establishing more precise relationships to improve urinary drainage. Anchoring sutures
or soft rubber drains may be used for traction during handling and repair. The repair is
completed using fine sutures and needles, as specified by the surgeon. The technique
used is designed to provide a direct funnel- shaped enlarged outlet. The Foley Y-V
plasty technique may be used for this purpose. It converts a Y-shaped incision into a
V-shaped one by resecting the redundant tissue between the arm and the stem of the
Y. Fine, interrupted stitches are placed to make the repair. Stenotic areas of the ureter
are excised as necessary and the ureter anastomosed with fine, everting stitches
(3) A nephrostomy tube may be placed through a stab wound in the renal
parenchyma. A splinting latex catheter 8 or 10 Fr may be placed to extend along the
nephrostomy drain through the kidney pelvis and into the ureter beyond the site of the
The incision is closed in layers and the wound dressed.
3-19. KIDNEY TRANSPLANT
(1) This procedure involves the removal of a donor kidney by means of a
nephrectomy and ureterectomy with transplant of the donor's kidney in the recipient's
iliac fossa. This is done in an effort to restore kidney function and thus maintain life in a
patient who is succumbing to renal failure.
(2) The patient selected for kidney transplant is usually young, well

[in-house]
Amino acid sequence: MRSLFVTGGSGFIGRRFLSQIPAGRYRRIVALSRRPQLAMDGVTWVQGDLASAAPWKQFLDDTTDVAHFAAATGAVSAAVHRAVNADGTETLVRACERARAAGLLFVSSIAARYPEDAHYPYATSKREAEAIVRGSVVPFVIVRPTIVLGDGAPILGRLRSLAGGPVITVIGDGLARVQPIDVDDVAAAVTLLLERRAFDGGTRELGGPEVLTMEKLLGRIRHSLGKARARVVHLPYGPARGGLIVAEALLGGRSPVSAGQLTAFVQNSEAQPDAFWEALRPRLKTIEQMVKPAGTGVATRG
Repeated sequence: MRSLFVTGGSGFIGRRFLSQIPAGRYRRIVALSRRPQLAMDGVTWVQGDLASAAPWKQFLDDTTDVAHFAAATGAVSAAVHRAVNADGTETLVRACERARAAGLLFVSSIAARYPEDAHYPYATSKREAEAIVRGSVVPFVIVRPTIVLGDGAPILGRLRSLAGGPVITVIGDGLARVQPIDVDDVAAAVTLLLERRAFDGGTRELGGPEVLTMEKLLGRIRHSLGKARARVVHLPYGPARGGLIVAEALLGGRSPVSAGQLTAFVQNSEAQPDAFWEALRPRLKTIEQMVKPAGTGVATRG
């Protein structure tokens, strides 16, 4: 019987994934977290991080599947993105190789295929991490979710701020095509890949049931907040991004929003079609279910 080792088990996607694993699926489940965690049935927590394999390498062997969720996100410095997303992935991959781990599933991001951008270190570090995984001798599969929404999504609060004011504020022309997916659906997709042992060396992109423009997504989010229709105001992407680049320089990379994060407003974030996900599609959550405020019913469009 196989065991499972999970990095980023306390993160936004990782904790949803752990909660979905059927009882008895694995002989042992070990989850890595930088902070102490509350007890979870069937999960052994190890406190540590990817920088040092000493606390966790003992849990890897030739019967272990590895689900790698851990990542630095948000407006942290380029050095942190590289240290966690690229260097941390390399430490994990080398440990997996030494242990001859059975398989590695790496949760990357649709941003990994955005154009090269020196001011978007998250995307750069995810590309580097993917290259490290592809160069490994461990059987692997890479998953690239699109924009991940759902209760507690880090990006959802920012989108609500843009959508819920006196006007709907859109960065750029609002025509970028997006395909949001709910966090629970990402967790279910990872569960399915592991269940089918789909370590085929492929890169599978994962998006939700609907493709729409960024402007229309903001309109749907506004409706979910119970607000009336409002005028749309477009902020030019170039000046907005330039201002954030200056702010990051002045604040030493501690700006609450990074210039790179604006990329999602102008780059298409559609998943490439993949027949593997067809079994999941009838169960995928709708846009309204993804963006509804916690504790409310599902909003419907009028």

advanced in irreversible uremia, free of other significant disease or infection, and free of
obstruction in the lower urinary tract.
(3) A kidney replacement may be chosen from a living donor or from a
cadaver that is without disease and of the same blood group as the recipient. The ideal
living donor is an identical twin, although family members or other volunteers may be
(4) It is important that the time lapse between donor nephrectomy and trans-
plantation of the organ to the recipient be kept to a minimum. In living donors,
hypothermia may be used to reduce the oxygen requirements of the kidney.
b. Preparation. Two adjacent operating rooms are prepared for the surgery,
and the operations on donor and recipient proceed simultaneously. On a cadaver
donor, the supine position is used, and a disposable drape with a large fenestration is
used to provide adequate exposure for bilateral nephrectomies. For a living donor,
either the lateral or supine position may be used. The recipient lies in the supine